An Animation2d object is a container for the controls for a two dimensional animation. The user supplies these controls, which are functions (written in Python) that initialize internal variables in the object, compute the coordinates for each frame, and update the internal variables. To see the animation performed, give the object to a Graph2d and ask the Graph to plot itself.
Currently Animation2d is not implemented in PyNarcisse.
Animation2d accepts the following keyword arguments:
It also has methods new and set, which work the same as the methods with the same names in other 2d objects. See "Description" on page 9, for instance.
The following keyword arguments can be specified with Animation2d:
initialize = <name of an initialization function>. This function should have one argument, the name of an Animation2d instantiation, say `anim', and when called should initialize any of anim's internal variables needed before beginning to compute the animation.
calculations = <calculation function(s) for coordinates>: the value of this keyword is the name of a function, or a list of names of functions. Each of the calculations routines should have `anim' as the argument. This routine (or these routines) are called from within a loop in the Plotter(s) associated with anim. They should compute the current values of anim.x and anim.y, the coordinates of the curve(s) in this step of the animation. The first frame starts with the results of initialize, then in subsequent calls, use the results of update (below). If more than one calculation is specified, then a plot command will be issued after each one.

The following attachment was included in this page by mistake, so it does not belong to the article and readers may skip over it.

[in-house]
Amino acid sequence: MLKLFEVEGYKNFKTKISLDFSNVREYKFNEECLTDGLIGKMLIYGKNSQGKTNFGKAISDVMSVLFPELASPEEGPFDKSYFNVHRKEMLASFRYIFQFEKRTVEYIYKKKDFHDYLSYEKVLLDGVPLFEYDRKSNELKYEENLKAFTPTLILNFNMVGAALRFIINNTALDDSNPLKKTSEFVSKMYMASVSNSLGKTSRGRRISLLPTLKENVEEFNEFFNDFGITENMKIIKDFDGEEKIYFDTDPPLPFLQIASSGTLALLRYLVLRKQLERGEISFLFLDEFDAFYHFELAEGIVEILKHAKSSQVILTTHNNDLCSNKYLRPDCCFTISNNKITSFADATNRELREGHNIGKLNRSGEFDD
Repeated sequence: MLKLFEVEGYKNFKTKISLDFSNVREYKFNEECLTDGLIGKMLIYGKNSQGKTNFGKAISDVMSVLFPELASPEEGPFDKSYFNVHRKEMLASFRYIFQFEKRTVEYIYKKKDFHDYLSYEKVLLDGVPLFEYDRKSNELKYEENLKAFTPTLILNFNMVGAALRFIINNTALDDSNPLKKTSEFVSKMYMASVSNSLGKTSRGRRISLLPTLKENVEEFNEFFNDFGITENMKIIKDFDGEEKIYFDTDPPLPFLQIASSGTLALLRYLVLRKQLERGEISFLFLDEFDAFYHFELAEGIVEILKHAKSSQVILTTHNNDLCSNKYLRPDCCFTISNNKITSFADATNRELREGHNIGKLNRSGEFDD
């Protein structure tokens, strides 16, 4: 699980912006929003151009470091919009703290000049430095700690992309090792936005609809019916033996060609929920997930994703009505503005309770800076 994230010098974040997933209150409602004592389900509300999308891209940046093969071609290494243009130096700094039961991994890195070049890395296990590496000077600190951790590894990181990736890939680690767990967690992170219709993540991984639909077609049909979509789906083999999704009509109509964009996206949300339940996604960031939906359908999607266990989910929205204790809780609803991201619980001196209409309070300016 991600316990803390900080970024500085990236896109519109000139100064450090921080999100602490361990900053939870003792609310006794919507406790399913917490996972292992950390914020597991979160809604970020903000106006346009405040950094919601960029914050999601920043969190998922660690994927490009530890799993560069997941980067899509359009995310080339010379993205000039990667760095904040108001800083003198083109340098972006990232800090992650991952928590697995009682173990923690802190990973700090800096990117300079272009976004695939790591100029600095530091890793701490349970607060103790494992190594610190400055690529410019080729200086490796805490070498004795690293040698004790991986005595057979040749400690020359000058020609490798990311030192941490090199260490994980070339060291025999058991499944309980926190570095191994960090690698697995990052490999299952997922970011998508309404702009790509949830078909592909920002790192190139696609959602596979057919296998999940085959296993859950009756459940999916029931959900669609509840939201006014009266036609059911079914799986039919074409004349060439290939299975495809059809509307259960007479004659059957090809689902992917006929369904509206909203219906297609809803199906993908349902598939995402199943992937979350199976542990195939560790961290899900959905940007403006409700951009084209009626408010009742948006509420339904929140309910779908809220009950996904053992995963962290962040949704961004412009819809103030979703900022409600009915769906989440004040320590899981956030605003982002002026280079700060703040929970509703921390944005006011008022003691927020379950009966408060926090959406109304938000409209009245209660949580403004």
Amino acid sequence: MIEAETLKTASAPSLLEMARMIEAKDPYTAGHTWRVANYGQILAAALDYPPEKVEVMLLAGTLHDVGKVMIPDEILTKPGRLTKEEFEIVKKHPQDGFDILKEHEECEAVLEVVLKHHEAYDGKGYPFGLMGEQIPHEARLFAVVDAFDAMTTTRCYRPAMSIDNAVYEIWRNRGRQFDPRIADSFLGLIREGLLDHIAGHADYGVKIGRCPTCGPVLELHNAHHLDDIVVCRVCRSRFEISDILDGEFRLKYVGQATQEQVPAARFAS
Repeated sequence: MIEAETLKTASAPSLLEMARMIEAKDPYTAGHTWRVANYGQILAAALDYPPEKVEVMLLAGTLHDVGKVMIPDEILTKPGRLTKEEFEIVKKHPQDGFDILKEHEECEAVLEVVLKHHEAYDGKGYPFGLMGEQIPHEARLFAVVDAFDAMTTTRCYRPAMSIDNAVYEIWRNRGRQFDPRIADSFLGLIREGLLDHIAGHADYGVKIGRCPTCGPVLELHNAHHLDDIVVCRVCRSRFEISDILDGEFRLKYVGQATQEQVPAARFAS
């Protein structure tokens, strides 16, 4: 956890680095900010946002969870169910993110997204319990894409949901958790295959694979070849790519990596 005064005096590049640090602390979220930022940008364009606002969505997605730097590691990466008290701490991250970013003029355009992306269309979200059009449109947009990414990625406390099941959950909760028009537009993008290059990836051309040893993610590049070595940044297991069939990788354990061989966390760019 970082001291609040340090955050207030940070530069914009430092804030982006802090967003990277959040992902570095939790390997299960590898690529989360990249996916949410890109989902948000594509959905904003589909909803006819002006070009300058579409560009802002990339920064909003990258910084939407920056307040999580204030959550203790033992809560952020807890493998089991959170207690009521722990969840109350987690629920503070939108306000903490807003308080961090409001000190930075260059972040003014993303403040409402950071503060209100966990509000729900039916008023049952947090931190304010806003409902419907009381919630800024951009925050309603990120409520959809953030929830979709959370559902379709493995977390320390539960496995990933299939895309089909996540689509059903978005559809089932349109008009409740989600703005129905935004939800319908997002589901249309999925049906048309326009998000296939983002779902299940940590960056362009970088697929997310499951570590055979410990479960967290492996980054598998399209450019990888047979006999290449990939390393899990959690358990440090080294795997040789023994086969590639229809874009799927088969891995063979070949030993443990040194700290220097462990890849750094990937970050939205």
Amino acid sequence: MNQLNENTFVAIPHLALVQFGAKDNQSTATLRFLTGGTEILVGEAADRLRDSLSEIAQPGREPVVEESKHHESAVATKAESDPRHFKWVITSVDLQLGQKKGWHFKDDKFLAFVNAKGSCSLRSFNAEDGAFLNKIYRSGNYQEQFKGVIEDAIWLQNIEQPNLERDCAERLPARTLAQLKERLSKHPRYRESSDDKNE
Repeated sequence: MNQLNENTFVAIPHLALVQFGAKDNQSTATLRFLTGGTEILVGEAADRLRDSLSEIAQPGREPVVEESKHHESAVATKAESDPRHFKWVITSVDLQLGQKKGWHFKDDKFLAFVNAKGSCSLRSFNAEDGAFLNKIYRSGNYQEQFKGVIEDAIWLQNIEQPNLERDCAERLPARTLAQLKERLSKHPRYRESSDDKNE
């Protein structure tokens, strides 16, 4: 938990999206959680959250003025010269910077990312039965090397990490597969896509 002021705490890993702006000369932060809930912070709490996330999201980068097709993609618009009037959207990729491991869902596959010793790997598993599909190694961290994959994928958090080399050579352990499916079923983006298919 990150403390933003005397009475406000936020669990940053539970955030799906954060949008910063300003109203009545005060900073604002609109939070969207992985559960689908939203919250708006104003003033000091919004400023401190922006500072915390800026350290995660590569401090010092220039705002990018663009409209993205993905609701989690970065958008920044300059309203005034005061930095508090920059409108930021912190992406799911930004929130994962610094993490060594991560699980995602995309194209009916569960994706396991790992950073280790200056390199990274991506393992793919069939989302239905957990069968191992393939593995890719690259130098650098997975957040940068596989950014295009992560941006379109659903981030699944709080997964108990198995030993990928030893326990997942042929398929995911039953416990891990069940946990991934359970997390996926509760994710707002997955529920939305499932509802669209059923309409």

update = <function to update the variables used in calculations>. This function, when called with `anim' as its sole argument, updates (increments, decrements) variables used in calculating the frames.
animation = 0/1 (If 1, supplies a smoother, less jerky animation. Default value 1.)
nsteps = number of animation steps desired. Default: 100.
color = <value> where <value> is an integer representing an index into a color chart, or a common color name like "red", "blue", "background", etc. In the interest of speed, other keywords relating to curve type, thickness, etc., are currently not allowed.
The following is an interesting example of ``dancing curves'', sine waves which appear to jump up and down and go around in circles.
We have been unable to capture steps in the animation for this document; below is a pisture of the two curves after the animation has finished. You will have to try this example yourself to see the incredible effects!